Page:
In their late forties, many women start to notice signs that menopause is around the corner. Irregular periods. Hot flashes. Many women also notice they’re gaining weight, even if nothing has changed about their diet or activity. Why?
We asked Dr. Brian Frank about it. He’s a family medicine doctor at OHSU, and also an expert in nutrition and preventive medicine.
“Gradually as we age, our metabolism slows down and we gain weight. For women, changing levels of estrogen in menopause can increase both body fat and body weight,” says Dr. Frank.
This weight gain is normal, but feeling anxious or upset about it is normal too.
Those feelings are real and distressing. But keep in mind that your weight is not the cause. The true cause is the fat bias that is everywhere in our society.
“Along with weight bias, we have an age bias. Our society tells us that as we get older, especially women, we become less desirable,” says Dr. Frank. “Fat bias and age bias together can create all sorts of body image issues that become more distressing as we age.”
Dr. Frank focuses on body health, not body weight, with his patients – and he is pushing the health care system to shift the focus from the way someone looks or the number on the scale to just being healthy.
Society isn’t changing overnight, of course. But one real way you can ease some of your own anxiety or stress around your body size is to focus on health goals rather than weight goals.
What is it you want your body to do? Do you want to hike on the weekends? Go skiing? Play with your dog without knee pain?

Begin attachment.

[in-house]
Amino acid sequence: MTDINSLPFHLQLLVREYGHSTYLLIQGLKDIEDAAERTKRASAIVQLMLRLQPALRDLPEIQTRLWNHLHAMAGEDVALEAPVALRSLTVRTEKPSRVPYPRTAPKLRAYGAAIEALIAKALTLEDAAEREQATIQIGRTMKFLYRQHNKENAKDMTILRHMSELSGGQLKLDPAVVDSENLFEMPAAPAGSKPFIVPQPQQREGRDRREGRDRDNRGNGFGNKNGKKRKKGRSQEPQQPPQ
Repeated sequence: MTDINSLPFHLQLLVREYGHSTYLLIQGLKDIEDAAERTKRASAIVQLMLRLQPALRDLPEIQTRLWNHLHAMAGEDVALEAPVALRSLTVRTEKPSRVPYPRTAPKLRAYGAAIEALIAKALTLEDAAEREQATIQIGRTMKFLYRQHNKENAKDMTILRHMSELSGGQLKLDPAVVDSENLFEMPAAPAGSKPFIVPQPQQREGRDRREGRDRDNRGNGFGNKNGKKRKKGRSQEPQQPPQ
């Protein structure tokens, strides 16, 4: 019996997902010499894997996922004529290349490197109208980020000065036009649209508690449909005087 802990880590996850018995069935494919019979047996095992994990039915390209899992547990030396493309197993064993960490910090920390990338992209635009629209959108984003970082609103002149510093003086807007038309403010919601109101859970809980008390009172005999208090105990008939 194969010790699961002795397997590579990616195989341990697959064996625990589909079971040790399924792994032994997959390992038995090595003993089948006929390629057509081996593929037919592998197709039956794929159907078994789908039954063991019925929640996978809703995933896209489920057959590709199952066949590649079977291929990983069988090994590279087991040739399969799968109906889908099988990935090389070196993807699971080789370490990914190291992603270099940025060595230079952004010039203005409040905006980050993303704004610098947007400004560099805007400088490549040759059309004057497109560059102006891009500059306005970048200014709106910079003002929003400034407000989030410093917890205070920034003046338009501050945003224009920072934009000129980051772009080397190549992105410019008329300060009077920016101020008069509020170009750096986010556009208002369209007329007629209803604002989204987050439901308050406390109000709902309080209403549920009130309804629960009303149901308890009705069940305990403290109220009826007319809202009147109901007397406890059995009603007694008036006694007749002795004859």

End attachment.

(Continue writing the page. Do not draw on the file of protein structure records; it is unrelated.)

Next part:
Your health care provider can help you choose activities to try or changes to make to the way you eat to meet your goals.
Dr. Frank also suggests these strategies for good health, in midlife and beyond:
- Eat food the natural way. Grapes are a good example. Eating a handful, you get anti-oxidants from the skin and fiber from throughout the fruit. A glass of 100% grape juice, however, is stripped of these nutrients – it’s basically just the sugar and water from the grapes.
- Eat food, don’t drink it. Soda, energy drinks, coffee drinks, and juice are full of sugar. Even drinks with fruits and vegetables are often missing the healthiest parts of those foods, like fiber.
- Avoid fad diets. A whole new diet can be exciting at first, but dramatically altering how or what you eat is hard to maintain for very long. Even when it works for a while, a fad diet can ultimately cause so much stress and guilt that it works against the goal of just being healthy.
- Be active. It doesn’t matter if you do spin class, hike, or work in your garden as long as you move your body every day. It keeps your heart healthy and it also keeps your bones and muscles strong which is so important as you get older.
- Get lots of sleep. Different people need different amounts of sleep, but most people need at least seven hours each night.
- Don’t blame yourself. Remember that many, many barriers to having a healthy body are beyond our control. Working two jobs, food insecurity, chronic stress from systemic sexism or racism and more can made it harder to be healthy.